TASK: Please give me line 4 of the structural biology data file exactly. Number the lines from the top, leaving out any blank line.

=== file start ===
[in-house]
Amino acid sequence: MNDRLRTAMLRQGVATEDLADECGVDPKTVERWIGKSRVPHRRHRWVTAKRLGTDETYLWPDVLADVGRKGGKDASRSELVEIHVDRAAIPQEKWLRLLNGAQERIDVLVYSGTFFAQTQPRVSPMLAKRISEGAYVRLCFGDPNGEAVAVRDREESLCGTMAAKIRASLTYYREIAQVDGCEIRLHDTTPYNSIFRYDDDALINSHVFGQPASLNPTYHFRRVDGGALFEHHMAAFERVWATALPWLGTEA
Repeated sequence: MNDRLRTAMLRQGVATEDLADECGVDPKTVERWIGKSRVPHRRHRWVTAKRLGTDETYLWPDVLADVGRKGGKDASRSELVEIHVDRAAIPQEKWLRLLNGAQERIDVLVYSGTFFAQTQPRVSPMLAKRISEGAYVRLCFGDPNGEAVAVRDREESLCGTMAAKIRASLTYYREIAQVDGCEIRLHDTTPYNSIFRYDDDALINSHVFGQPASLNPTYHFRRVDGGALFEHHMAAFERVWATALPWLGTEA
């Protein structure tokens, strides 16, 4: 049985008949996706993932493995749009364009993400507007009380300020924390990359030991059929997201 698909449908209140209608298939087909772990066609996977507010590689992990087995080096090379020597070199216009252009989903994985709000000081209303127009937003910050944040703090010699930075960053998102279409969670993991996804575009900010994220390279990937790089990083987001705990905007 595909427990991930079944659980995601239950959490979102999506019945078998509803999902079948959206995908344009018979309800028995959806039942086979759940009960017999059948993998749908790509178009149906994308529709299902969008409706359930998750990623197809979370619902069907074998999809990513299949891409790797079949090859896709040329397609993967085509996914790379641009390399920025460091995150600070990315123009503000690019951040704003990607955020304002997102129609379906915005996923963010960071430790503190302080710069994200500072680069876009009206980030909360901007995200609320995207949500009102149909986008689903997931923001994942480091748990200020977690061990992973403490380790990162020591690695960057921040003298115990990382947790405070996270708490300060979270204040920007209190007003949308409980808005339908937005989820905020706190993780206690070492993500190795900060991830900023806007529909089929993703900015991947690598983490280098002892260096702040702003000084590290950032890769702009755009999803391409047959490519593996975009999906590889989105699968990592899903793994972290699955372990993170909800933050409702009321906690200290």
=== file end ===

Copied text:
């Protein structure tokens, strides 16, 4: 049985008949996706993932493995749009364009993400507007009380300020924390990359030991059929997201 698909449908209140209608298939087909772990066609996977507010590689992990087995080096090379020597070199216009252009989903994985709000000081209303127009937003910050944040703090010699930075960053998102279409969670993991996804575009900010994220390279990937790089990083987001705990905007 595909427990991930079944659980995601239950959490979102999506019945078998509803999902079948959206995908344009018979309800028995959806039942086979759940009960017999059948993998749908790509178009149906994308529709299902969008409706359930998750990623197809979370619902069907074998999809990513299949891409790797079949090859896709040329397609993967085509996914790379641009390399920025460091995150600070990315123009503000690019951040704003990607955020304002997102129609379906915005996923963010960071430790503190302080710069994200500072680069876009009206980030909360901007995200609320995207949500009102149909986008689903997931923001994942480091748990200020977690061990992973403490380790990162020591690695960057921040003298115990990382947790405070996270708490300060979270204040920007209190007003949308409980808005339908937005989820905020706190993780206690070492993500190795900060991830900023806007529909089929993703900015991947690598983490280098002892260096702040702003000084590290950032890769702009755009999803391409047959490519593996975009999906590889989105699968990592899903793994972290699955372990993170909800933050409702009321906690200290």